Review: In the Heights (2021)

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In the Heights (2021)

Directed by: Jon M. Chu | 143 minutes | drama, musical | Actors: Anthony Ramos, Melissa Barrera, Leslie Grace, Corey Hawkins, Olga Merediz, Jimmy Smits, Gregory Diaz IV, Daphne Rubin-Vega, Stephanie Beatriz, Dascha Polanco, Noah Catala, Lin-Manuel Miranda, Mateo Gómez, Marc Anthony, Patrick Page, Olivia Perez, Analia Gomez, Dean Scott Vazquez, Mason Vazquez

Washington Heights is a neighborhood in New York, in the upper part of Manhattan. The vast majority of residents are of Hispanic or Latin American descent. ‘In the Heights’ is the film version of Lin-Manuel Miranda’s (‘Hamilton’) acclaimed Broadway musical, an ode to this neighborhood and its residents.

‘In the Heights’ is about several characters who live in this lively neighborhood, but the focus is on Usnavi. Usnavi comes from the Dominican Republic. The parents of this almost thirties are no longer alive, but he still fondly remembers the time when he lived in this paradise on earth. Usnavi’s great wish is to return to his homeland. He was raised by Abuela Claudia, who is a mother figure to more local residents. Usnavi runs a bodega, a neighborhood shop, where everyone comes for coffee, soft drinks or lottery tickets. Usnavi has a secret (or so he thinks) crush on Vanessa, who works at a hair and nail salon. She dreams of a career as a fashion designer, but feels inhibited by where she lives. Her big dream is to move to lower Manhattan, where her chances of making it will be better.

Then we also follow the Puerto Rican Nina. Nina is the quintessential brightest girl in the class, having just returned for the summer break of her freshman year at Stanford University. She is convinced that she is not in the right place there. The prejudices she faced have demotivated her and she feels much more at home in The Heights. But how does she tell that to her father, who not only projects his ambitions on her but also goes to the extreme in his own life to give her the opportunity to continue her studies? Nina’s love interest is her former boyfriend Benny, Usnavi’s best friend, who works for her father’s company. Other supporting characters include Sonny, Usnavi’s nephew who helps out at the bodega, and the gossiping ladies at the beauty parlor where Vanessa works.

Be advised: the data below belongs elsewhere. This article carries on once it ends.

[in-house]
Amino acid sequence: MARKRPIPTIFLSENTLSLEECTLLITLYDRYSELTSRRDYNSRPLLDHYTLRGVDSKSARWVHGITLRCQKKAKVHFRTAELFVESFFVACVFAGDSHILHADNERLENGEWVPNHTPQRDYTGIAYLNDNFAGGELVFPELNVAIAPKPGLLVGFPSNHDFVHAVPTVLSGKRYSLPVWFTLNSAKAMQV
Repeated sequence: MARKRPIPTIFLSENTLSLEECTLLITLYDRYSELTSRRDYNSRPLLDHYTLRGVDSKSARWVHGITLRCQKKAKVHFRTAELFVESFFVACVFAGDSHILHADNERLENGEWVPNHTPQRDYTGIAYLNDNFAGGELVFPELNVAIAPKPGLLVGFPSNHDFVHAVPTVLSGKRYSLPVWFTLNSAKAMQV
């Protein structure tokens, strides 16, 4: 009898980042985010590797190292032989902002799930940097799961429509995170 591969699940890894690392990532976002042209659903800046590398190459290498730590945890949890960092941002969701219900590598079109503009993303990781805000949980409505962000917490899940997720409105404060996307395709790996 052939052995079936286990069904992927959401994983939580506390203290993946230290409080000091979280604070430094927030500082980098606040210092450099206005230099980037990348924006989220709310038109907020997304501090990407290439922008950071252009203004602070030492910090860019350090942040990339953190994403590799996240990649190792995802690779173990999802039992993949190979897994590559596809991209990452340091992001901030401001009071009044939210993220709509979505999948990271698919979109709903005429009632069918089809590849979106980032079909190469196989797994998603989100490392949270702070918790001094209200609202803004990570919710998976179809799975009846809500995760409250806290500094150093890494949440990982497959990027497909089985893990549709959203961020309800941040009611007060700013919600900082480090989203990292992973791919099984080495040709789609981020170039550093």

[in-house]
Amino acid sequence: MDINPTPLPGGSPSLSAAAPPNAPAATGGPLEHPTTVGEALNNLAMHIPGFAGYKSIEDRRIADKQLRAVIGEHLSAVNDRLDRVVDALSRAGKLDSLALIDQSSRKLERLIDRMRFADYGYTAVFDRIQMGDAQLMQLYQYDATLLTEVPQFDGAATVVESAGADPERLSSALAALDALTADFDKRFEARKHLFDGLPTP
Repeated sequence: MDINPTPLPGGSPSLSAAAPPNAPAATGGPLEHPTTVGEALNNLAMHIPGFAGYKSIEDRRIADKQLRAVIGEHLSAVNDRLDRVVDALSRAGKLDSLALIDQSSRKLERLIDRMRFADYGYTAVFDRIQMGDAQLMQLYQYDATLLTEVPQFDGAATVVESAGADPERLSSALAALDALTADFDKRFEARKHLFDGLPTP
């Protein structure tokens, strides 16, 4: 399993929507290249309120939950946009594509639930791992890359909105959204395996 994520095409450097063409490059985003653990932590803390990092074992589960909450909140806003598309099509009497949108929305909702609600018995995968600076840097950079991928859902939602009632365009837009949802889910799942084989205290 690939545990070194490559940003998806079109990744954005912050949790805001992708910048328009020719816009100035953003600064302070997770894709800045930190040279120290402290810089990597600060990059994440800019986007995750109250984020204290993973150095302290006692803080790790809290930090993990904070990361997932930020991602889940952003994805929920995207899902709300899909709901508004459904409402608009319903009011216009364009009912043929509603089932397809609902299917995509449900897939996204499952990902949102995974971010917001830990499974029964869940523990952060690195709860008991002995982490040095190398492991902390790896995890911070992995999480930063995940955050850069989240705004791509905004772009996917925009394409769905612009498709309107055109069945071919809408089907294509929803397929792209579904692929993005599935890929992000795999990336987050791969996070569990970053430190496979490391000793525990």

The story of ‘In the Heights’ is simple: it is about people with family problems, (unrequited) loves, work and dreams. It’s a slice of life: everyone dreams, everyone struggles – to make ends meet, to make something out of life. However, circumstances change, either by persons in the environment or by the environment itself; how do these people deal with that? The screenplay is ingenious (the chosen narrative structure has an actual function), but it is the choreography and the action that steal the show in this beautiful firework explosion of a film. The music is earworm type, the lyrics are ingenious and the dance scenes – which take up most of the film – keep you glued to the screen. Each of the players is perfectly cast, with Anthony Ramos as the shining centerpiece. What a charisma this young actor has!

‘In the Heights’ is the movie equivalent of some board games: suitable for ages 0 to 99. Jon M. Chu and his team never put the brakes on anything, but they give it their all and that makes for an energetic, cheerful, swinging and sometimes even moving musical, whose main life lesson is that love and flexibility are the greatest strengths of human beings.

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